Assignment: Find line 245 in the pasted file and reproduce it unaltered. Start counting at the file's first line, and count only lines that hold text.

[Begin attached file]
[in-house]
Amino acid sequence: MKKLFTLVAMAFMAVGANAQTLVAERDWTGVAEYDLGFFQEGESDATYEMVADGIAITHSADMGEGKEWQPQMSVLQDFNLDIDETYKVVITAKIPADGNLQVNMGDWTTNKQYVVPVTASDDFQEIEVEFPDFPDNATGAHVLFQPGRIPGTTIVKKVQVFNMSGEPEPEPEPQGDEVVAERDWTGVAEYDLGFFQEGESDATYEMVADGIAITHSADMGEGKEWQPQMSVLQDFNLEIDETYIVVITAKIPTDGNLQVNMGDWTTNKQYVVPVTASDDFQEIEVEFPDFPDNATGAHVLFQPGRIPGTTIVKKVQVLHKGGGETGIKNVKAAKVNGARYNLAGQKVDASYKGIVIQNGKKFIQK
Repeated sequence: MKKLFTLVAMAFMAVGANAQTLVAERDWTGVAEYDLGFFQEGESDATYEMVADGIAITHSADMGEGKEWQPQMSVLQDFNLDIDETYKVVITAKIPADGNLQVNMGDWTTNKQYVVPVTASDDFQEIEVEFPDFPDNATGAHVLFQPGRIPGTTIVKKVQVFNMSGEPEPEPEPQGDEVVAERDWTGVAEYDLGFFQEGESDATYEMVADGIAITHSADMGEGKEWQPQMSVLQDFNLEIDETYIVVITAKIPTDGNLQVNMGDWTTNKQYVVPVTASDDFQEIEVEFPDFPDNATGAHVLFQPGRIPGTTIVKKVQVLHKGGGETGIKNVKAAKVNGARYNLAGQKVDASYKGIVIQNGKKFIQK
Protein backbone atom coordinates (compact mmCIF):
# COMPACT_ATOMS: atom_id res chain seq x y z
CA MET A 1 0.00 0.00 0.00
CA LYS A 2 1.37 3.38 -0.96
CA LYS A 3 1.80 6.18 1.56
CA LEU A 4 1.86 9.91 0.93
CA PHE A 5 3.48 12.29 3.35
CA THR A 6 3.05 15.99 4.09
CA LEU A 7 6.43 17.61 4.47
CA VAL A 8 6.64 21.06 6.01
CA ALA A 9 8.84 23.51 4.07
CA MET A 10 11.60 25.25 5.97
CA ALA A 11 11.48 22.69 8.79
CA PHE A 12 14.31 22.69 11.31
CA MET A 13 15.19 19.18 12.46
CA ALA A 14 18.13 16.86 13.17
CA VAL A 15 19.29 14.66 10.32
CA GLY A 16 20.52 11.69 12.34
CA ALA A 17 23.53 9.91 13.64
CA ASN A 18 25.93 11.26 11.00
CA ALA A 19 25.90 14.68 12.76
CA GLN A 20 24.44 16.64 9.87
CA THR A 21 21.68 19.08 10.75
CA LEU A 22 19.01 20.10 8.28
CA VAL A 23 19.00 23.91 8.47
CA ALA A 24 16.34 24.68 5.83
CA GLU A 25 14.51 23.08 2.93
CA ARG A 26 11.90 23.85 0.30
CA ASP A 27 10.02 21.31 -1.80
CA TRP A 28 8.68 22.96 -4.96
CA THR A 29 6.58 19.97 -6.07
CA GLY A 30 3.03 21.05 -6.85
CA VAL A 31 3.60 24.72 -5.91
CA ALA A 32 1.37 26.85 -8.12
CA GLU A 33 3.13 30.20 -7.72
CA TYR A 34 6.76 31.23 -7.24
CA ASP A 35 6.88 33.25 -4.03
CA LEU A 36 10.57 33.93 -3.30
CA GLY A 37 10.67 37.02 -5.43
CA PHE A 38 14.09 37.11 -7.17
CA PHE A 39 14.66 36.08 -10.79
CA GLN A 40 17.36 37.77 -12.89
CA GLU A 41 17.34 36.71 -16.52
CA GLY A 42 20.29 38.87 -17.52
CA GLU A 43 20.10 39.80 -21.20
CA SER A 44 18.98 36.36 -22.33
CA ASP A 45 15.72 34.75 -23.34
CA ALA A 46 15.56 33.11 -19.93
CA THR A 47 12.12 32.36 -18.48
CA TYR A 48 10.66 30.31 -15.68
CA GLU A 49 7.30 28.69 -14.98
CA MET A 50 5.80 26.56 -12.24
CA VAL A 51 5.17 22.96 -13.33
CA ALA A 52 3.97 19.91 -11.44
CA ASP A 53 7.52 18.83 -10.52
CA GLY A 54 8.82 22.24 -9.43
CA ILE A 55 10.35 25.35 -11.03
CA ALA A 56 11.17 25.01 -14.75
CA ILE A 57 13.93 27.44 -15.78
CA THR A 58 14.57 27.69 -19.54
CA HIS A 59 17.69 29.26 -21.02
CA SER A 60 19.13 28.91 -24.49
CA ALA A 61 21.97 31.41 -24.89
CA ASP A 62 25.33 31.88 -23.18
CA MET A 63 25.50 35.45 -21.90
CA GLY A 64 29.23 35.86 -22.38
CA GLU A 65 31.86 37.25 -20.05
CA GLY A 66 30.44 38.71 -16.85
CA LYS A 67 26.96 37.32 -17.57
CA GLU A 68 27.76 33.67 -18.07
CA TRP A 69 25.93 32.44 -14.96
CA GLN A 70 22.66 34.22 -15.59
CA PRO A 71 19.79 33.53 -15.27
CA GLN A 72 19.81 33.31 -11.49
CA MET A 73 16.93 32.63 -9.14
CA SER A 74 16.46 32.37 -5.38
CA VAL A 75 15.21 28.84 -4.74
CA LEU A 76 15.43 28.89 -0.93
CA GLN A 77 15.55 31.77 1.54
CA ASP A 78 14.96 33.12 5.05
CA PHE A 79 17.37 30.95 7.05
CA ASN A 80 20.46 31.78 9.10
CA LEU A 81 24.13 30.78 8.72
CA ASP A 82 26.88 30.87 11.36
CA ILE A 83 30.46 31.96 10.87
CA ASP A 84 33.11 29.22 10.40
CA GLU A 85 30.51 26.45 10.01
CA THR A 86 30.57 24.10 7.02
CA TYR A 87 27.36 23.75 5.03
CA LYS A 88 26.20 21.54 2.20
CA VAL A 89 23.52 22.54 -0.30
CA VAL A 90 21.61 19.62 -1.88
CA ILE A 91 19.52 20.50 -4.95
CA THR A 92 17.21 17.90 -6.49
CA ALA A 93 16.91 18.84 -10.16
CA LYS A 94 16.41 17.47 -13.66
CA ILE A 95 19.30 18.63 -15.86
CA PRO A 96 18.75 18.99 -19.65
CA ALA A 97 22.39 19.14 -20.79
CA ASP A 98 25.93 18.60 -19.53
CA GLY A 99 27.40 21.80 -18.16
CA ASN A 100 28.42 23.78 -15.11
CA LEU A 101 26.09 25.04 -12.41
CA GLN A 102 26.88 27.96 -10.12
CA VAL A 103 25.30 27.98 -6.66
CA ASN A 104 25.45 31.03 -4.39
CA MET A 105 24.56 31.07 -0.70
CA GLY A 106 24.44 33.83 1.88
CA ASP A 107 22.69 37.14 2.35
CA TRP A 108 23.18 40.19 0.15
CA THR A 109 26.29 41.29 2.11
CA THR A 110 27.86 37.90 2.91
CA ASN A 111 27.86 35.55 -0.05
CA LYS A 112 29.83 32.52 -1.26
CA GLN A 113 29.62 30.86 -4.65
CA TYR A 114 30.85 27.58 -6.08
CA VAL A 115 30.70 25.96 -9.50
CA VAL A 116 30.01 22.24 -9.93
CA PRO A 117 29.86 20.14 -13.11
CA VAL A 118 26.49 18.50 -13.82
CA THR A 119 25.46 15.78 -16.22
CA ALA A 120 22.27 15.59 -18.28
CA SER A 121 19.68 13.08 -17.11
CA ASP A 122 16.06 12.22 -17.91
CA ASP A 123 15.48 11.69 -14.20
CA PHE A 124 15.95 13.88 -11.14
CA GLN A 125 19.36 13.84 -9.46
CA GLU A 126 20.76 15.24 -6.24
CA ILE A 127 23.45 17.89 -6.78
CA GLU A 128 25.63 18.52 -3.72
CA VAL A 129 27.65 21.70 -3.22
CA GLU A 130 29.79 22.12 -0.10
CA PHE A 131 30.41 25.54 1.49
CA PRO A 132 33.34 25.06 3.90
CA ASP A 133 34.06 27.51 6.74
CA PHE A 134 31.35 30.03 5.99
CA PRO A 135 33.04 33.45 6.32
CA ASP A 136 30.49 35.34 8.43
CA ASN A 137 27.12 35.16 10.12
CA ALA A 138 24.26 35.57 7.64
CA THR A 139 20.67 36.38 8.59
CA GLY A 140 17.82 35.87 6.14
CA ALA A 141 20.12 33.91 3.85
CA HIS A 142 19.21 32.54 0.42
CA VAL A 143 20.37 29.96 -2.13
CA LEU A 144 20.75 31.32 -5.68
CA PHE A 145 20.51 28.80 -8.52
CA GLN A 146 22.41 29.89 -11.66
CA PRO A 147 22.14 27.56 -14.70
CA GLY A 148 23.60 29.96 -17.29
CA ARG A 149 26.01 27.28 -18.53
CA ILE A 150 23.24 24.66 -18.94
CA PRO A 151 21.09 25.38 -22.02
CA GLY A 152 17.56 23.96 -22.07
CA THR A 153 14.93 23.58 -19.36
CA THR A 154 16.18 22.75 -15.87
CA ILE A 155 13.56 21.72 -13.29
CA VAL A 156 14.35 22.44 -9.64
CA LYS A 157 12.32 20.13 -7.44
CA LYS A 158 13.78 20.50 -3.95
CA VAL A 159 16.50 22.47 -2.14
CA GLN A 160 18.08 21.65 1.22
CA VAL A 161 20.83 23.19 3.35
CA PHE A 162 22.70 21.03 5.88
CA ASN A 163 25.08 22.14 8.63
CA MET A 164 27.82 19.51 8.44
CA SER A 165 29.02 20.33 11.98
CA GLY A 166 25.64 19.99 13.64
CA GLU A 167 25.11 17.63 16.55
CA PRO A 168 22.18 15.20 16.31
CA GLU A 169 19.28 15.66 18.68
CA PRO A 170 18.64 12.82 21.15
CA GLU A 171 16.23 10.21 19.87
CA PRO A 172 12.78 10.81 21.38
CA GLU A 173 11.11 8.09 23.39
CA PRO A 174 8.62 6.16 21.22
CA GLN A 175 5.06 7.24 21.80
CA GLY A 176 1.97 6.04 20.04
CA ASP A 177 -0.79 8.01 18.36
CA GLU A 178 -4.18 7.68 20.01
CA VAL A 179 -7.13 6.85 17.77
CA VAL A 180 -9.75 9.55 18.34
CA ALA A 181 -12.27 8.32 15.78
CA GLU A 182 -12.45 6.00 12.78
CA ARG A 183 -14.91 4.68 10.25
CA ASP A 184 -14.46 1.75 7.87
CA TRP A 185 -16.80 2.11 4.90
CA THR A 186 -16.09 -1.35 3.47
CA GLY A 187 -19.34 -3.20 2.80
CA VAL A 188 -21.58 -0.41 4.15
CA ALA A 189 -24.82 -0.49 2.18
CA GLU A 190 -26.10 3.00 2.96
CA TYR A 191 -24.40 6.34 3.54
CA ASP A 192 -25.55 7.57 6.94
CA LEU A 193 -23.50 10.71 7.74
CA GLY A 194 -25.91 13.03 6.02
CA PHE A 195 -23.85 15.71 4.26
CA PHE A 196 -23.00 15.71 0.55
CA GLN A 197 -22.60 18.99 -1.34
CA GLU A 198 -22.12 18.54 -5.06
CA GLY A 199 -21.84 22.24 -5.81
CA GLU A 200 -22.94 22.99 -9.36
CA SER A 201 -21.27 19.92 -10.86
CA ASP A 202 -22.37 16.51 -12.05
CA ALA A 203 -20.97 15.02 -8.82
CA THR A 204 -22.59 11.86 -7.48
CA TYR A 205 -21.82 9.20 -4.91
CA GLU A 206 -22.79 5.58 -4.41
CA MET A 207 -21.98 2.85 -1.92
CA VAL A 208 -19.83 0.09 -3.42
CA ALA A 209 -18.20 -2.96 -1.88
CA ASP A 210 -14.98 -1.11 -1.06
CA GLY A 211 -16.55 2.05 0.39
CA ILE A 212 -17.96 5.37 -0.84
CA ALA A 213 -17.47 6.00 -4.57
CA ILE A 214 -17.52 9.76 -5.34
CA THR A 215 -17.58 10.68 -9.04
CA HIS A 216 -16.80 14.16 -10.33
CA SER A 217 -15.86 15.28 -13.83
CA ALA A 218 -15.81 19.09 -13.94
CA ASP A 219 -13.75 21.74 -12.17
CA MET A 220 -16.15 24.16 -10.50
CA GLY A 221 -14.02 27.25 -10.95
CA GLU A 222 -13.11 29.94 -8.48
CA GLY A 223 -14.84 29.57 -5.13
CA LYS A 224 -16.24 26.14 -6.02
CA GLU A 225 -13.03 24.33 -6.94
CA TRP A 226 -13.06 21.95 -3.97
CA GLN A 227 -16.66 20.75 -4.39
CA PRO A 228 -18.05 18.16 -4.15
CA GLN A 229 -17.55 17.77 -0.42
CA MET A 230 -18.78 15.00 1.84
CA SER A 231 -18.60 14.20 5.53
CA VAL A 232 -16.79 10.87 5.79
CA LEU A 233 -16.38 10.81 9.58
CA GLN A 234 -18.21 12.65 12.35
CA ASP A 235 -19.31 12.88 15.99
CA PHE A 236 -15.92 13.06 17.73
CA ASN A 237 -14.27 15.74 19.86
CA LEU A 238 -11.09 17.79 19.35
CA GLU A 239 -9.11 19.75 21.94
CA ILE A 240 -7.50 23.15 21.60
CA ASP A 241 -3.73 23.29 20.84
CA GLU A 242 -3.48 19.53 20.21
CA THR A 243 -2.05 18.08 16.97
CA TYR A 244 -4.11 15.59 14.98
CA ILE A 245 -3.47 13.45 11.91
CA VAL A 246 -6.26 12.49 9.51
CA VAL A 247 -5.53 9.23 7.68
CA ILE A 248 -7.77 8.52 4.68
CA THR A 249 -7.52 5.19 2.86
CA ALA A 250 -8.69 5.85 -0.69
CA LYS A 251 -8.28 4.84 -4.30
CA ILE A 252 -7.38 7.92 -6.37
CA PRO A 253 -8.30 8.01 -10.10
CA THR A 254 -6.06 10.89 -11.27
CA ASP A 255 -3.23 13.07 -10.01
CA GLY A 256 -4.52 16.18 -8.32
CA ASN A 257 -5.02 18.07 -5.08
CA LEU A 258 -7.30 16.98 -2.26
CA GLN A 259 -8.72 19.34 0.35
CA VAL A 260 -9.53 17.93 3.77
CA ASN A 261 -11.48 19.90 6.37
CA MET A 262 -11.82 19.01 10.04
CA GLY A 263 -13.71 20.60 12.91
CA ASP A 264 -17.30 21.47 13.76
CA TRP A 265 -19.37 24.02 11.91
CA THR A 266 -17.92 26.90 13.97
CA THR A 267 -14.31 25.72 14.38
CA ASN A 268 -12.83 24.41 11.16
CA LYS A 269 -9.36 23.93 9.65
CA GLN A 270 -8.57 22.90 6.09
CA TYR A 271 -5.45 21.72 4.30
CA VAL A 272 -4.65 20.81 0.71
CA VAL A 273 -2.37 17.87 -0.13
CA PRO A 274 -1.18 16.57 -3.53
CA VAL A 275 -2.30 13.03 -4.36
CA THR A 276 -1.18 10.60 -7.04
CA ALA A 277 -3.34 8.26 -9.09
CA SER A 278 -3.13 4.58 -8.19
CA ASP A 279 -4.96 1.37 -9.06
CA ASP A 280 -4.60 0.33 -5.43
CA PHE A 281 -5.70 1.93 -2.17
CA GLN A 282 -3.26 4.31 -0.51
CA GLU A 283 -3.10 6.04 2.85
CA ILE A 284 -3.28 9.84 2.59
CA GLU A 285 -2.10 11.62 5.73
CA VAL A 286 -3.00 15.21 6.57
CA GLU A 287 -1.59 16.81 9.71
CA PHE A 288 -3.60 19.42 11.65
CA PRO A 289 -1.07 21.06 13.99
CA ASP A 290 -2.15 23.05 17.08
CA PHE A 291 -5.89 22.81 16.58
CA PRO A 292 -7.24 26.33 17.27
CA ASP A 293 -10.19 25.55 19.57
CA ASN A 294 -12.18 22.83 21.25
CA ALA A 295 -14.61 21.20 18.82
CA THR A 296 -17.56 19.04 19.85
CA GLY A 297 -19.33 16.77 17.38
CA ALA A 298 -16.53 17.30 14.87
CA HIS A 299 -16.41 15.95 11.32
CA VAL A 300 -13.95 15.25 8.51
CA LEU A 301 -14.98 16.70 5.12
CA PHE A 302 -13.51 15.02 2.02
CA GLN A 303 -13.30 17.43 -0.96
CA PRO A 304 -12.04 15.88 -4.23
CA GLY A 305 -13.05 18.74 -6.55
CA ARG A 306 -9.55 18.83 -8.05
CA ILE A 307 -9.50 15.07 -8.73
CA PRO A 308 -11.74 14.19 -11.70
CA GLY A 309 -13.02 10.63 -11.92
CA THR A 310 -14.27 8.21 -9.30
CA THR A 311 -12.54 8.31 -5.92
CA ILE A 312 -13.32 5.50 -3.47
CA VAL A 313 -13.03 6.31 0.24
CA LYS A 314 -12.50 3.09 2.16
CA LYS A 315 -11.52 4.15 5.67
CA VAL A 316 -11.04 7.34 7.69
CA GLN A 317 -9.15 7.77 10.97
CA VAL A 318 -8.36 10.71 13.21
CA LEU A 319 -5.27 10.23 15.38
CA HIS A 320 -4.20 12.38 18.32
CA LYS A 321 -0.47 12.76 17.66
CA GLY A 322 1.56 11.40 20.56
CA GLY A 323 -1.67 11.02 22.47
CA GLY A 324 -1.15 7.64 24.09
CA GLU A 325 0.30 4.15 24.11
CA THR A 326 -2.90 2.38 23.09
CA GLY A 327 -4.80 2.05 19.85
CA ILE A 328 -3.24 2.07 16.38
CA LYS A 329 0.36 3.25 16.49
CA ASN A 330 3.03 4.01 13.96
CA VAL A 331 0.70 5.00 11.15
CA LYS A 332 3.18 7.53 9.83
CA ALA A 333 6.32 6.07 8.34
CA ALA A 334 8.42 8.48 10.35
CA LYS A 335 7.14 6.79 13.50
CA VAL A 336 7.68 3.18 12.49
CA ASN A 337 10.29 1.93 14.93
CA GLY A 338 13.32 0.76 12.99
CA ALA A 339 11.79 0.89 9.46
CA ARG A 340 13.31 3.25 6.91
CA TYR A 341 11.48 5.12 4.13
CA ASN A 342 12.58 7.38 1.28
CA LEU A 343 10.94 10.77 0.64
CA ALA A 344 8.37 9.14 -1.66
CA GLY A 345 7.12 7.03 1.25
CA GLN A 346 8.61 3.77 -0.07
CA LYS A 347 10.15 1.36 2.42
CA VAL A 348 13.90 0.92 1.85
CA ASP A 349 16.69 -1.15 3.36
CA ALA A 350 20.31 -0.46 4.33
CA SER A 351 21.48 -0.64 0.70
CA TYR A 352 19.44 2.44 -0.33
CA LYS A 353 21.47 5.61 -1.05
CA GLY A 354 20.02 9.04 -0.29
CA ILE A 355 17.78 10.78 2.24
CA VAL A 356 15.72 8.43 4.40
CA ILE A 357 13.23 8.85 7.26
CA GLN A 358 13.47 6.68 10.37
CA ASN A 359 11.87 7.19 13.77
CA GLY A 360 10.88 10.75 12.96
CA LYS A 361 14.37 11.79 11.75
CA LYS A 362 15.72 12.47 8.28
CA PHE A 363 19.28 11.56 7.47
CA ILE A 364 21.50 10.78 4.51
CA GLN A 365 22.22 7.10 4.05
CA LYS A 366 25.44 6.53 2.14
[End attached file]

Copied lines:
CA ILE A 240 -7.50 23.15 21.60